Planned Parenthood Challenges Ind. Medication Abortion Law
August 23, 2013 — Planned Parenthood of Indiana and Kentucky on Thursday filed a federal lawsuit challenging an Indiana law (SB 371) that tightens restrictions on medication abortion and could end use of the procedure entirely at the organization's clinic in Lafayette, Reuters reports (Guyett, Reuters, 8/22).
The law requires clinics that offer only medication abortions to adhere to the same building and equipment standards as facilities that perform the surgical procedure, including extra-wide hallways and doors, a scrub room, oversized exam rooms, and a bathroom and drinking fountain in the waiting room. The clinic regulations are set to take effect in January.
The law includes other provisions that took effect July 1. Those provisions include a ban on medication abortions after nine weeks of pregnancy and a requirement that a woman indicate in writing if she refuses to view an ultrasound or listen to the fetal heartbeat prior to the abortion (Women's Health Policy Report, 5/2). The suit does not challenge those provisions (AP/Chicago Post-Tribune, 8/23).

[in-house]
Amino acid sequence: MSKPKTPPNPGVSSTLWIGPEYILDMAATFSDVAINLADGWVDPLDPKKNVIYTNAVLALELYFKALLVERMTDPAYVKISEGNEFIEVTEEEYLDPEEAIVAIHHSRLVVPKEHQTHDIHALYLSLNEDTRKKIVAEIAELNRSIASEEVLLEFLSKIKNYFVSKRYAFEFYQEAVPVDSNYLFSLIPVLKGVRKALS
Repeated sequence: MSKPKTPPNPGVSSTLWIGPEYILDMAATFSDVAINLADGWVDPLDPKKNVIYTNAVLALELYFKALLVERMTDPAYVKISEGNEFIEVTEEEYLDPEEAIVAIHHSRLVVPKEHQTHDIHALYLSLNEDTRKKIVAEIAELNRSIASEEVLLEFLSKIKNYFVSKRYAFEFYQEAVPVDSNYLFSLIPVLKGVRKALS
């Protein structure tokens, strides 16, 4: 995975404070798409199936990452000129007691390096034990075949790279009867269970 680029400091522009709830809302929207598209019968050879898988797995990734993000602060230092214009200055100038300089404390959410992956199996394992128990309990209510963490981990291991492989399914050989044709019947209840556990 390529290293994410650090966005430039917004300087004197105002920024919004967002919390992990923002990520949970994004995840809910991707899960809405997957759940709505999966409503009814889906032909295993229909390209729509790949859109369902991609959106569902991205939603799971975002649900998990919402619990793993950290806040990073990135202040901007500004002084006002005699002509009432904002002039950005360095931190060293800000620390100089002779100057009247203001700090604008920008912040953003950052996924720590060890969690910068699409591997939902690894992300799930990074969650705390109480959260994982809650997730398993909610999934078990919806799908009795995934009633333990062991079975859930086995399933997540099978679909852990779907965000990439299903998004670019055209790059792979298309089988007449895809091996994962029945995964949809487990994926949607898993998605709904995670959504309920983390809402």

Four of PPINK's Indiana clinics offer abortion services, but only the Lafayette clinic offers medication abortions but not surgical abortions. The clinic on July 15 applied for a license and sought a waiver from the rules from state health officials.
In the lawsuit, Planned Parenthood argues that forcing the clinic to comply with surgical facility requirements "is not only unreasonable, it is utterly irrational." It adds that the law violates women's constitutional rights to privacy, equal protection and due process.
In the 12 months ending July 1, the Lafayette clinic provided 54 medication abortions and prescribed other medications -- mostly contraception -- more than 10,000 times, according to the suit. PPINK said that if the clinic stops providing medication abortions, women would have to travel 60 to 85 miles to receive the drugs at another clinic (Guyett, Reuters, 8/22).
Comments on Lawsuit
Supporters of the law claim the restrictions will protect women's health. State Attorney General Greg Zoeller (R) said his office will defend the law.
PPINK President Betty Cockrum said the law was enacted to restrict access to medication abortion and is "in no way related to patient safety." She added, "This law is clearly part of a coordinated national effort to end access to safe, legal abortion by trying to shut down Planned Parenthood health care centers" (AP/Chicago Post-Tribune, 8/23).